Thursday, 19 April 2012


I think I'm sick of the Olympics. Not the sports but the games themselves. I am not an Olympian and likely never will. I like running, cross country skiing, and walking. Something broke in me yesterday, and waking up this morning the halves drifted even further apart.

When I was going into grade nine I wanted to be a weightlifter. Not sure why, but it was that month's dream. I learned to do the clean and jerk in my basement. I started in May lifting no more than 70lbs but by August when the Atlanta Olympics were underway I could lift 140. My motivation was the Olympics. Every day I would face off again the barbell and keep trying to lift more and more. Once school began I put my dreams on hold indefinitely, so it would seem.  I never thought realistically about my goal, except that weightlifting was, for a few months, a passion.

Wednesday, 18 April 2012

Fun with physics

They say that for every equation you add, you lose half your audience. For the number of readers I usually receive, this post is intended for at most 1/128th of a person.

I’m going to show why no matter what speed you run at, you spend the same amount of energy per kilometer. That is, running 1,000 meters will burn about the same number of calories no matter how fast you get there:

From Novacheck's 1998 article The Biomechanics of Running 
Here’s how.

Tuesday, 17 April 2012

Eating my words

Dylan Wykes ran a super race on Sunday with a time of 2:10:47. This is well under the Athletics Canada marathon standard of 2:11:29. Awesome job.

And now for me to fess up. In an earlier post "Raising the Bar" I stated "Dylan Wykes will (probably) not go to the Olympics". Well there you have it, Dylan is going to the Olympics, I am undeniably wrong and in the best possible way. Having a full roster of men is going to be great for aspiring runners. They might even focus on the distance in pursuit of their own Olympic bid.

Friday, 13 April 2012

Running thoughts

I have begun reading Run Strong (2005), edited by Kevin Beck. Each chapter is written by a different author. Chapter 1 focuses on running mechanics and penned by Jack Youngren. His expertise lies in the field of cancer cells and insulin production in humans. Gleaning over his resume I see his BA and MS is in human kinetics.

Thursday, 12 April 2012

Easy runs

I love easy runs now. It was all about slowing them down. I also learned, finally, that after a hard workout not to trust yourself the next day. 

If you wake up after a race or tough run and feel too sore to run, it may be wrong to not run at all. If you feel like you could fly, eventually you will stall. Tried flying on easy day a few times and the next day was guaranteed a fail. So simple, so deceptively simple. Like tight-rope walking: can't go too fast, can't stay still forever. Plus focus. Maybe that's why headphones don't work for me; escaping from an easy run seems redundant.

Ever see "Man on Wire"? That's part of running. You don't see that guy listening to much music either. Complete concentration, yet he's relaxed at heart. I'm no funambulist, but at least I can strive for imitation. 

Monday, 9 April 2012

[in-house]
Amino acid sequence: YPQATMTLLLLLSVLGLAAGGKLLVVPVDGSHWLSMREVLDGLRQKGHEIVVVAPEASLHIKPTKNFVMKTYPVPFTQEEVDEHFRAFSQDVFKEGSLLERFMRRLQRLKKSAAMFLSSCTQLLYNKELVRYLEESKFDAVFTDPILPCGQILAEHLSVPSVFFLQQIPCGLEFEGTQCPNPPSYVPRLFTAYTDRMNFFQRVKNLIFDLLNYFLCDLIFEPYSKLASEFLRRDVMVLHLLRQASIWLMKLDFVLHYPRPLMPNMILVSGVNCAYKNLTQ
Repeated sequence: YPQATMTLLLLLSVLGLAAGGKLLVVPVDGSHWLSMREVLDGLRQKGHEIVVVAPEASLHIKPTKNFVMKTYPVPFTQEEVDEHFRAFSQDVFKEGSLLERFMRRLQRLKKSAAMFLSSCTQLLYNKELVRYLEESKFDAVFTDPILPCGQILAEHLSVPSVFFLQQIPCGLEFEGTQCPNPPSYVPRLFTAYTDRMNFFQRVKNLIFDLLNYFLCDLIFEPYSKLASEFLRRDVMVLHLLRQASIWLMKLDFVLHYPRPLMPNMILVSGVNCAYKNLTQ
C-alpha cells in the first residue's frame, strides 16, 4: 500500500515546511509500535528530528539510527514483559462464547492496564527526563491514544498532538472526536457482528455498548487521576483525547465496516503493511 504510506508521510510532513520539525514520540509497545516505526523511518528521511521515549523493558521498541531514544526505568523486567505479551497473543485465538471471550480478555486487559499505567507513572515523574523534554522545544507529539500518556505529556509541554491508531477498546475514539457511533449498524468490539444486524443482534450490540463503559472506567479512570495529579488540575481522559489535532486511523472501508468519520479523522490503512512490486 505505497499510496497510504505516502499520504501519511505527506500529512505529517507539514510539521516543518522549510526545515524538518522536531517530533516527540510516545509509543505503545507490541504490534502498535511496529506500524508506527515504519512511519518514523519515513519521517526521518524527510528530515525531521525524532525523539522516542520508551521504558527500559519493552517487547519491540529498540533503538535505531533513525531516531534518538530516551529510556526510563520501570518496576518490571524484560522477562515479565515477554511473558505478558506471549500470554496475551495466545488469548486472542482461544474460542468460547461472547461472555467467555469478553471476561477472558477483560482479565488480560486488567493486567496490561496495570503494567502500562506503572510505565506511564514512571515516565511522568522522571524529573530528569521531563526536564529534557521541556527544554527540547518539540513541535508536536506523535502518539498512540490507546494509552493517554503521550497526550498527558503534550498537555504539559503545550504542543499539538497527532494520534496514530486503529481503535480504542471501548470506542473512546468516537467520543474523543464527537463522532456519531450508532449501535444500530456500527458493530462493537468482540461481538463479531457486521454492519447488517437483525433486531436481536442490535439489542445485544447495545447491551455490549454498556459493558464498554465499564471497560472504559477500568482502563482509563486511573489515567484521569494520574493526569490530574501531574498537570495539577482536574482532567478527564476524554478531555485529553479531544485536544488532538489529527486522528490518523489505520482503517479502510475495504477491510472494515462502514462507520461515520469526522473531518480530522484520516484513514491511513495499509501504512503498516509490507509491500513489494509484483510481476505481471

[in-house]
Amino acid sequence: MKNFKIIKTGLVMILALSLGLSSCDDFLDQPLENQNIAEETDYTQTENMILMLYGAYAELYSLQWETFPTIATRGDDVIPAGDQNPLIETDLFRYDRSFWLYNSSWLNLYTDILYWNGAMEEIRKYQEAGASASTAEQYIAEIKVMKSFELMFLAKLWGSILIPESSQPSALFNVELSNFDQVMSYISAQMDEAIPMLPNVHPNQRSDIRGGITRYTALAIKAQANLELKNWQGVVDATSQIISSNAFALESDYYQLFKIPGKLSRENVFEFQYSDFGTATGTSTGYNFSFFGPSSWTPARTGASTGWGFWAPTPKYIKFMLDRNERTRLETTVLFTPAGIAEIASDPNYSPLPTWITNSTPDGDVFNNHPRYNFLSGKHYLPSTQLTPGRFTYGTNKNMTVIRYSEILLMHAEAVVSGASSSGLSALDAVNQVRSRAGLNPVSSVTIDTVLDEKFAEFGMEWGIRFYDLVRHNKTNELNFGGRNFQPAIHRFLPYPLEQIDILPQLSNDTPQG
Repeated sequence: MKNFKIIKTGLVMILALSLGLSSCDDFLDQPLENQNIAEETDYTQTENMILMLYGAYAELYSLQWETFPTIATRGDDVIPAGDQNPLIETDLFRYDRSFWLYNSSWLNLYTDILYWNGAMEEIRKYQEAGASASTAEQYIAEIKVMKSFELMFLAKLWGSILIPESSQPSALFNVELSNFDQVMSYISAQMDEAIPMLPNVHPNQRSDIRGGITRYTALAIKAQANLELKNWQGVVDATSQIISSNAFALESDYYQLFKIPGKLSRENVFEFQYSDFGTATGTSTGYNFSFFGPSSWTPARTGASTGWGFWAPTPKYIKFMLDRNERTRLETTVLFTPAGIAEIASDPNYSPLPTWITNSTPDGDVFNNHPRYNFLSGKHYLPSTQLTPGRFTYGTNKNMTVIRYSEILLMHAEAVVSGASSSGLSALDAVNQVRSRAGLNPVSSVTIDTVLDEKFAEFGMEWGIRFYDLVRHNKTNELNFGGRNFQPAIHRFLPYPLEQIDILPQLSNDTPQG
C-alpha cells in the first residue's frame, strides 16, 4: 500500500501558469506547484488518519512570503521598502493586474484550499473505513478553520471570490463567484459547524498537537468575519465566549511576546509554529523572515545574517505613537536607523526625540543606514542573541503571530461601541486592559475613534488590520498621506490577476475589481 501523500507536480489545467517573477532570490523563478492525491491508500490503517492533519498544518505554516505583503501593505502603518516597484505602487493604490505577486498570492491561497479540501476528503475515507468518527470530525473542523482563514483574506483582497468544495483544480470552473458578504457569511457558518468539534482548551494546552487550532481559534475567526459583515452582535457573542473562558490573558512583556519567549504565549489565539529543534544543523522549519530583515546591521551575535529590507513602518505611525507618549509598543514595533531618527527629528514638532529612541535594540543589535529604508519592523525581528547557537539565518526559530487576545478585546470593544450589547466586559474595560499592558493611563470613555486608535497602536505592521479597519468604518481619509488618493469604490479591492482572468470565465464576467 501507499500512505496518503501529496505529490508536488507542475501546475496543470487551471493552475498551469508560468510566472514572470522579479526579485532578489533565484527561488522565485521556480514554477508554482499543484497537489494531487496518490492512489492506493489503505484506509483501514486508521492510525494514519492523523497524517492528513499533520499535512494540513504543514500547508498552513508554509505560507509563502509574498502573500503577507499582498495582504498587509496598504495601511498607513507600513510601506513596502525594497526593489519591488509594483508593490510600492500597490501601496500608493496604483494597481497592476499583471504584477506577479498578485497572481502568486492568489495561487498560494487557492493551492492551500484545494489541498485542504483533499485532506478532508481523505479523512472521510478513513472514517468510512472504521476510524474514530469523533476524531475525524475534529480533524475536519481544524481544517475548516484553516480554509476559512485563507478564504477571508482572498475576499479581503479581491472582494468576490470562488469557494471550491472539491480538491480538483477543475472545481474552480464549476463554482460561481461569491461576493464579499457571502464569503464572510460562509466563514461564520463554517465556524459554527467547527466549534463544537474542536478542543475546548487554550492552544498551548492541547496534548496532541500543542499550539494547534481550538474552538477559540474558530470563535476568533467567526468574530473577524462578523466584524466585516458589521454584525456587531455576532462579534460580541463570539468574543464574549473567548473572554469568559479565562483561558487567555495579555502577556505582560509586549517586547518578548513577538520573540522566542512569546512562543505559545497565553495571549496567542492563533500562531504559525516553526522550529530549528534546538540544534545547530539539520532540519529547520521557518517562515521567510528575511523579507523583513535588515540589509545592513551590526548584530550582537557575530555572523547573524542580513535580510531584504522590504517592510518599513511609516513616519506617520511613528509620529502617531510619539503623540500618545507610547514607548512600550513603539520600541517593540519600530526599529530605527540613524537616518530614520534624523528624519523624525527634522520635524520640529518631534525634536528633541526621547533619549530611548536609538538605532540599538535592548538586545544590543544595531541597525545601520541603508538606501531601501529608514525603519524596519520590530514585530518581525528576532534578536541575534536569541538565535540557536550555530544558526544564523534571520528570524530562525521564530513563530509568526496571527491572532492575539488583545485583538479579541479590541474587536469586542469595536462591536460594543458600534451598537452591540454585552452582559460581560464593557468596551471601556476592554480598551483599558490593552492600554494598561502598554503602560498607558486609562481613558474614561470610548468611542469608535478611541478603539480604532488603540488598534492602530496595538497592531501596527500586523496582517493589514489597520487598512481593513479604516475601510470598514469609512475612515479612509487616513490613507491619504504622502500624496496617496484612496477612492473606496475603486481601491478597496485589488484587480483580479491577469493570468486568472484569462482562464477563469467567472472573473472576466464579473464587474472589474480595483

The Tely 10: A case study

I have heard it said, more than once, that if Canada had more people participating in running we would find more talent. The idea -in theory at least- is simple: increasing the number of participants should increase the talent pool. Even if there isn't a perfect correspondence we might expect some degree of correlation. I here use the Tely 10, a 10 mile road race, as a test case for the claim that participation is correlated with quality results. I will first outline the race's history, which comes into play in this analysis.

Thursday, 5 April 2012

A few lessons

I've learned a few running lessons over the years, most of them the hard way. That's why I know I've learned them. To paraphrase Boss Jim Gettys (Citizen Kane), I needed more than one lesson, and I got more than one lesson. Here is my summary of those lessons which I take with me wherever I go. Pocket sized ideas, very portable and sometimes they even save me money. Here are some of those unwritten rules, written:

Wednesday, 4 April 2012

Back to normal, or better?

I'm going to run a one-mile time trial tomorrow. Nothing spectacular will happen, I imagine. I hope to run somewhere in fast, but no-one-cares range. Avoiding injuries is still high on my list. The run is at McGill University, my soon-to-be ol' stomping grounds. McGill Olympic is hosting, so to speak, though it's not a race. That means no race entry fee. Joy.

Sadly I learn this is not secretly a beer mile. Haven't run one of those in a while, though I miss them. My taste in beer is so different from what it was then. I may have forgotten how to chug one. I digress, the mile is tomorrow.

Monday, 2 April 2012

10,000 hours, 10,000 questions

I read Malcom Gladwell's Outliers and now feel bad for such a waste of perfectly good paper and ink. Having avoided purchasing a copy, I am still hoping to have my library history expunged. It's a mockery of critical thinking, however thinking for yourself was probably the last thing on Gladwell's agenda. In fact I cannot be sure what was even the first. I found no properly supported line of reasoning, nor any shade of doubt cast on some rather contentious issues.